Sandy: For Christmas a couple of years ago I wanted to give my children something very personal that would be a signature “Mom” gift that no one else would give them and also something that reflected them. So I made aprons. Originally I was going to upcycle garments they had left behind when they moved into their own homes but all I could salvage was one shirt and some lace. Nothing else would make a decent apron they would wear. I bought some linen napkins to use as pockets from a thrift store then spent a lot of time scouring the aisles to find fabric that matched their personalities. My son’s apron was more difficult to conceive because I didn’t want to make a stereotypical male apron with beer, sports, fish, or barbeque as the theme. So what I made him was an apron that looked how a guy might look when he comes home from work – shirt unbuttoned at the neck with only one shirt tail tucked into jeans, neck tie loosened and partially taken apart (all supplies from the Goodwill store). When it’s worn over other clothes you do a double take because it almost looks like real clothes.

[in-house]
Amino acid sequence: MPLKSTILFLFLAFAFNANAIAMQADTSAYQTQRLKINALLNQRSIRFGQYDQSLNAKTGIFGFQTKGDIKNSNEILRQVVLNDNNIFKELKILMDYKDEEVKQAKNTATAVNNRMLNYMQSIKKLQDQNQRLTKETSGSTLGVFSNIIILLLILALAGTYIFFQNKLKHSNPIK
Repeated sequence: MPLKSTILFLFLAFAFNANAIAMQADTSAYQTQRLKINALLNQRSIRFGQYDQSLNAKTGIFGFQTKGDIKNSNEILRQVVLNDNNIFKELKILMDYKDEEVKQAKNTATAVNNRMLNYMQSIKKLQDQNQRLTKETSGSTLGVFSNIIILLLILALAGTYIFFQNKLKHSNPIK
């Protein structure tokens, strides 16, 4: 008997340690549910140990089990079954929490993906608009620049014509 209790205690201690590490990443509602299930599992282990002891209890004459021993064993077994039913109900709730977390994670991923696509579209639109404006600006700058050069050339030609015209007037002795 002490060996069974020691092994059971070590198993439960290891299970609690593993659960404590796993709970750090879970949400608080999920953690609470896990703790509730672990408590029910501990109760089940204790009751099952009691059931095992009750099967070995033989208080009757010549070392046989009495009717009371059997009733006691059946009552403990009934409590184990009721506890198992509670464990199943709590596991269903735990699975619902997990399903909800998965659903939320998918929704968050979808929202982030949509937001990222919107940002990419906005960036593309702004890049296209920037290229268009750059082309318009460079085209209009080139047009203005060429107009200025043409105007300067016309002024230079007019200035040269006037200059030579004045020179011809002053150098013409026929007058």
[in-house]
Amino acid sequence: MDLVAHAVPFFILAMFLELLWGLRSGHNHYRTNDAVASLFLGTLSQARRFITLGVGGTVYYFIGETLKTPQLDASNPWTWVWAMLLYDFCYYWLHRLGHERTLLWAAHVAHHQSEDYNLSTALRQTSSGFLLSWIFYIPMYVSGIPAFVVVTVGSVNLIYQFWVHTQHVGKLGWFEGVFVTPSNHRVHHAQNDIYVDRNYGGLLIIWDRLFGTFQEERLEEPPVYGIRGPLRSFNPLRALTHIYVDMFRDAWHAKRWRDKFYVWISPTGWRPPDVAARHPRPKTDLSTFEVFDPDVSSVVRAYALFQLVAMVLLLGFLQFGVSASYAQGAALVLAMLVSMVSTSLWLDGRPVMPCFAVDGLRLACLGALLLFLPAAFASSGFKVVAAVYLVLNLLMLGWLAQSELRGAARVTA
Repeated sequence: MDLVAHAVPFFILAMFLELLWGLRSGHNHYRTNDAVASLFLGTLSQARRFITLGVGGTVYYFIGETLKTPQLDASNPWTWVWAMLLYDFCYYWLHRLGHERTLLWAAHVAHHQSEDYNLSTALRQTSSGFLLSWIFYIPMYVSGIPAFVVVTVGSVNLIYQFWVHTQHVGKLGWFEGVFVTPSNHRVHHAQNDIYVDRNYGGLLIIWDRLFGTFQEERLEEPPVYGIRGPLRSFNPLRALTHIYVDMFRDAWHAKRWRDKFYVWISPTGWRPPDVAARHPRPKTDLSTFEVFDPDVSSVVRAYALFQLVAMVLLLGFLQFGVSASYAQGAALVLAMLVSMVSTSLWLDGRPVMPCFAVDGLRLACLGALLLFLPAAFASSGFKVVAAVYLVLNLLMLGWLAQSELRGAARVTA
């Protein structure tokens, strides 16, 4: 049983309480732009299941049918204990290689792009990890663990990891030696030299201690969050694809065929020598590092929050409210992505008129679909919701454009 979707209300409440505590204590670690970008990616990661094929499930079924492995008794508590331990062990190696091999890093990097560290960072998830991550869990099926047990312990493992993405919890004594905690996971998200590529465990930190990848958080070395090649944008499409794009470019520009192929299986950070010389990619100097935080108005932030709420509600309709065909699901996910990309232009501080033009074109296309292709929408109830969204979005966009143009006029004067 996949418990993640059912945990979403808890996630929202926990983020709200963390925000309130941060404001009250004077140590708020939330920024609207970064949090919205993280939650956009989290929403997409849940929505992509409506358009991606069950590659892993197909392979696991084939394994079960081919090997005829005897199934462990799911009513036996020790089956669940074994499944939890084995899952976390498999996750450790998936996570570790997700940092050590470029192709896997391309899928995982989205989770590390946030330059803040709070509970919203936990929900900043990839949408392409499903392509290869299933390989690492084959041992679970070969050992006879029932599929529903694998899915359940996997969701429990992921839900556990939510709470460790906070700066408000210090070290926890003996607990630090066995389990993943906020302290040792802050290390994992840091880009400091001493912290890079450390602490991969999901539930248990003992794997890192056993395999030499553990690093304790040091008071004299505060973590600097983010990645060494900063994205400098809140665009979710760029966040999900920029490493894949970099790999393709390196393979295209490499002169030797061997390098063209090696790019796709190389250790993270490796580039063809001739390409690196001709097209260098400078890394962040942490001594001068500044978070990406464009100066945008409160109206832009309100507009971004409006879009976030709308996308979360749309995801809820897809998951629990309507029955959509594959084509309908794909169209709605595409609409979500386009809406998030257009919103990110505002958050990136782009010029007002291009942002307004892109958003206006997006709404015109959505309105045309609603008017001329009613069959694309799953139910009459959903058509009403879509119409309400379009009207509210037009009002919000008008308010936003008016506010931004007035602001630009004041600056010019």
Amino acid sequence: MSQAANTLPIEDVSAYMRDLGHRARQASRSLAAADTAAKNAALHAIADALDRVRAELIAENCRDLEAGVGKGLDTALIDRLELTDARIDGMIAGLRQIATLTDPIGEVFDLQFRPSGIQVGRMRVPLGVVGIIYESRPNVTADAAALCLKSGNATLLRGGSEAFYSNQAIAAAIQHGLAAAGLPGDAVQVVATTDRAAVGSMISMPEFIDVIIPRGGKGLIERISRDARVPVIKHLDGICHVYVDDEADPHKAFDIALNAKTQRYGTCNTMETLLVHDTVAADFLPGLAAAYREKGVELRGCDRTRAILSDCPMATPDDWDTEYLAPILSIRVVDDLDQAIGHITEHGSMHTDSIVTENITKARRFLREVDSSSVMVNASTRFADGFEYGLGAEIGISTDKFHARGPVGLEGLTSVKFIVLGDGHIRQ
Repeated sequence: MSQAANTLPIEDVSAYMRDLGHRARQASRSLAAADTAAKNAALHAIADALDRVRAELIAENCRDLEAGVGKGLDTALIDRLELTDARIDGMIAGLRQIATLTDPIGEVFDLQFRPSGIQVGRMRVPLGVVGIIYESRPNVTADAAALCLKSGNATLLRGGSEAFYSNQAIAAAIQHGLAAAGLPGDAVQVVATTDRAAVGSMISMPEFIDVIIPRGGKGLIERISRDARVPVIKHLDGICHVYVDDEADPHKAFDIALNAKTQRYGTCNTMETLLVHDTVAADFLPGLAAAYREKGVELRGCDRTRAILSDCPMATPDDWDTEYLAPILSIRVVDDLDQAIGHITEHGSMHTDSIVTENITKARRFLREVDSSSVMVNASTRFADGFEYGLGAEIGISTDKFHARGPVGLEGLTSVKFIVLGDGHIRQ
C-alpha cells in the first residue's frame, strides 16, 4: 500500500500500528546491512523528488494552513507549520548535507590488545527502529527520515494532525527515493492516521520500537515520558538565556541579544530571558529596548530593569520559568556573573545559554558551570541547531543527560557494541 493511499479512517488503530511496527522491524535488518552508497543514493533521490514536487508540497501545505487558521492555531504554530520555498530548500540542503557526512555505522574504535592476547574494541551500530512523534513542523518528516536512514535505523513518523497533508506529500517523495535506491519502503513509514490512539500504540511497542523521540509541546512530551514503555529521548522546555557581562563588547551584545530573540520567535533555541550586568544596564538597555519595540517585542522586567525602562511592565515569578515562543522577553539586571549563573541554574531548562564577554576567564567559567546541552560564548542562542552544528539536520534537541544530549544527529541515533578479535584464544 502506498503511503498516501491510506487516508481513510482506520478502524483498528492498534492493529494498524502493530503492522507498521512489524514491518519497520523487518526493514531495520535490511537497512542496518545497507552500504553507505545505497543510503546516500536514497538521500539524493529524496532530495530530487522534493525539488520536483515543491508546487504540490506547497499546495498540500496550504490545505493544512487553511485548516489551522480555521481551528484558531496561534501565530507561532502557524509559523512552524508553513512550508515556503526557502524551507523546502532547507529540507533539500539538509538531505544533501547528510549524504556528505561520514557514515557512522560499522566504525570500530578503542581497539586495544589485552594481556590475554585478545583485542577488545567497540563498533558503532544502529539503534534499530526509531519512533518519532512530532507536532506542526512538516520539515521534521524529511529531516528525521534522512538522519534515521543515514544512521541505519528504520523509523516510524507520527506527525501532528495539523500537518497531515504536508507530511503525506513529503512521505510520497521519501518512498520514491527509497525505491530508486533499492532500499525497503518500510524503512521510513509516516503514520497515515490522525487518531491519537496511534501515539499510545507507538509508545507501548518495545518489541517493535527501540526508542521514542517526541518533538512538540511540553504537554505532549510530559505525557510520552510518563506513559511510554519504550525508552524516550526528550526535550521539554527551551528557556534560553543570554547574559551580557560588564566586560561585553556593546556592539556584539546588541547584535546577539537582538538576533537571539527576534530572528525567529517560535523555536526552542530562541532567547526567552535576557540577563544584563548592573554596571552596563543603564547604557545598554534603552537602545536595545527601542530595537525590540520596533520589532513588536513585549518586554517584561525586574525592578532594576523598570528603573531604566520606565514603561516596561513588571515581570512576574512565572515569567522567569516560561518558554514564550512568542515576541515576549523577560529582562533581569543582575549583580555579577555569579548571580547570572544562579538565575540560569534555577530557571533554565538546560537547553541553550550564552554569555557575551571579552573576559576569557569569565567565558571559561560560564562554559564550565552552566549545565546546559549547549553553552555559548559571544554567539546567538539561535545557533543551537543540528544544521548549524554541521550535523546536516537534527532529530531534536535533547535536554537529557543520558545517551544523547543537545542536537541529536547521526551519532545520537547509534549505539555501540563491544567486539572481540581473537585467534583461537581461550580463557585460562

Sandy’s year long journey – going from being a right-hander to left-hander, and Kelly’s parallel trip as a left-hander doing things as a right-hander.